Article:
One mistake my cousin had made was that he hadn't gotten himself a dog. A fierce fussy dog would be very useful in shooing thieves, or at least waking up his owner. Almost every farm around in this area had a dog or two for protection. Some even had five or six dogs, but my cousin and Salma had just started a new life together and hadn't got enough experience to protect their property.
The thieves scurried like rats into the barn, where the sheep were rested, and began to hustle them, one by one, stealthily, quietly, out of the barn. Salma and Abdul were so tired because an early romance had been consummated, and now they couldn't even move or roll over.

The next morning was like other mornings and yet gloomy among mornings. When Abdul woke up to say hello to his sheep and to check up on them, all he found were the chickens and the wind blowing crazily about. The chickens were clacking and the wind was blowing, and the vane on the rooftop was swinging left and right with an almost-steady uninterrupted rhythm. The sheep were gone. Not one lousy lamb was left for him to herd, not even a sick one.

When Abdul saw no sheep were around, he knew exactly what had happened. He began to cry at the beginning and then he started to wail at the end. You could hear his wail a mile away in the middle of the wheat and the corn fields. In facts, he wailed and wailed, and spun twice in his place, wailing. He then ran back to Salma and shook her in bed violently, trying to wake her up even though she had been already awake. She had heard him wailing and had known exactly what had happened and all she could do was think in bed.
"Wake up, Salma!" he cried. "Salma, wake up!"
"I am awake, Abdul!"
Salma sprung out of bed throwing her blanket to the side. She stood up and stared at Abdul like a crazed ghost. The news was so hard for her to handle.
"What happened?" she asked even though she knew what had happened.
Abdul was collecting his breath. "The sheep are gone, Salma!" He said.
"Gone, where?" she asked.
"They were stolen!"
"Stolen by whom?"
"I don't know!"

On her hard bare feet, Salma went outside and investigated the barn. And just as she confirmed the theft, and confirmed it again, Abdul no longer became sane. He departed from the world of sanity and plunged into a pool of madness.

Every morning he would wake up and go to the prairie to look for his sheep, thinking they had just been lost, hadn't been able to find their way back home. And then he would walk down the valley to the river to see if they were floating or washed out to the banks. In the beginning he had begun to talk to himself softly, but as time wore on, craziness cracked his skull and dug in deep in his mind, and the fact that his sheep were stolen took root in his mind, he began to talk to himself even more loudly. Sometimes, in his dirty clothes, you could see him alone coming down the field, talking loudly, and moving his hands widely about him as though he was in an argument with an invisible companion.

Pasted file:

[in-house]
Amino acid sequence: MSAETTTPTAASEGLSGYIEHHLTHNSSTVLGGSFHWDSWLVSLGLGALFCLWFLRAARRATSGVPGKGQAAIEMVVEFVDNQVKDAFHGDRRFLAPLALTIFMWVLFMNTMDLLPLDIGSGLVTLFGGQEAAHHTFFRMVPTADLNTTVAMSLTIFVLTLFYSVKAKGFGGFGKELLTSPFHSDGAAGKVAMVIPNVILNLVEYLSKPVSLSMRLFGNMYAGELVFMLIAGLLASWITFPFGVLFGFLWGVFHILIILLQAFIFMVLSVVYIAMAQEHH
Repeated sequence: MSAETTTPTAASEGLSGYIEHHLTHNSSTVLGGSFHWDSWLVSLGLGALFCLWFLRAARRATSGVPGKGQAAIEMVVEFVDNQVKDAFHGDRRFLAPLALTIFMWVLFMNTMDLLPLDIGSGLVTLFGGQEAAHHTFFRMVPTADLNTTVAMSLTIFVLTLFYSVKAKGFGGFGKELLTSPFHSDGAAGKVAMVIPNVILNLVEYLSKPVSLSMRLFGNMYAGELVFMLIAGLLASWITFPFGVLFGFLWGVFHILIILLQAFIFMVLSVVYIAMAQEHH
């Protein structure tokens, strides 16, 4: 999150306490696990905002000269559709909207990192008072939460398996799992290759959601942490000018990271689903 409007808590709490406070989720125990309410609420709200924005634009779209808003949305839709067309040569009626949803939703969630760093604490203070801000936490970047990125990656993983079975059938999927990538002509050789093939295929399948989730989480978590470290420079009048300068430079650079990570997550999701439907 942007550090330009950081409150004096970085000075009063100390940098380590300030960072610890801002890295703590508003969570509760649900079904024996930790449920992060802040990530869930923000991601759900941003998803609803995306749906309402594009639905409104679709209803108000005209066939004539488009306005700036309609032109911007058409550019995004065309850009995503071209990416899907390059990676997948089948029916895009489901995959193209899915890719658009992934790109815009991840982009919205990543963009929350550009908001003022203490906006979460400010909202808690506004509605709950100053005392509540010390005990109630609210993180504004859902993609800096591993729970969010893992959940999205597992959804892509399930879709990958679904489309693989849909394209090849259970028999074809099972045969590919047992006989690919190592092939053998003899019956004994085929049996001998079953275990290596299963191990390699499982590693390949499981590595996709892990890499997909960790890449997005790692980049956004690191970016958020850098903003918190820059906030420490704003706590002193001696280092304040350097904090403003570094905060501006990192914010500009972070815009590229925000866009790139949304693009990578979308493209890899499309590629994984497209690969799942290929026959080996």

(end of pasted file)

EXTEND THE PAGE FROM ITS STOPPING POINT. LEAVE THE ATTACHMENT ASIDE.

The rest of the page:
Nearby farmers knew about Abdul's insanity now, but couldn't do anything for him. Some of them understood it and went on with their farming life ignoring him, but others, especially the kids, thought he was possessed by the devil and began to give him hard times.

Salma tried to console him. She told him to be patient and strong. She told him more than once that she loved him and that she would help him, but Abdul just cried and talked to himself. Finally Salma had to leave him, for she found him to be unbearable to live with. She couldn't even make him tend the rabbits, or raise the chickens, which were, still are, the easiest tasks in farming. Her family, on the other hand, being patient as they had always been, had looked carefully into Abdul's case to see if he could come back to his senses, but, as it had been expected, conclusions were drawn, and official papers were signed upon at the Municipal County office, that everything about Abdul was irreversible.

Unfortunately, the story didn't stop here. Abdul had become the victim of the children of this village. Whenever he was seen, rocks were thrown at him from every direction. Whenever he walked down the village towards the field or the grocery store down on the hill, children chased him and hounded him. And on one sunny day, when Abdul was sitting in the sun against a wall, a rock, as big as a man's fist, came, flying down from an unknown direction and landed on his head, splitting the skin of his skull wide open. Abdul jerked in his place momentarily and let out a long agonizing whoop, especially after he saw and felt his warm blood running down his face. He stood up and walked hurriedly to a well and washed the blood off his head and face, and went back to his place and sat down in the sun, drying up the long cut on his skull.

He sat there for a long time soaking up the sun, when finally his mother heard about the incident and came up to him and dragged him home. She cried and cried about her son, and thought deeply about what to do with him, and finally decided to chain his feet to a beam in the house so that he could never leave the house without her leaving with him.

© Sidi Cherkawi Benzahra May 2005
sbenzahr@calpoly.edu
Los Angeles

Death of an immigrant
Sidi Benzahra

More fiction in Dreamscapes 2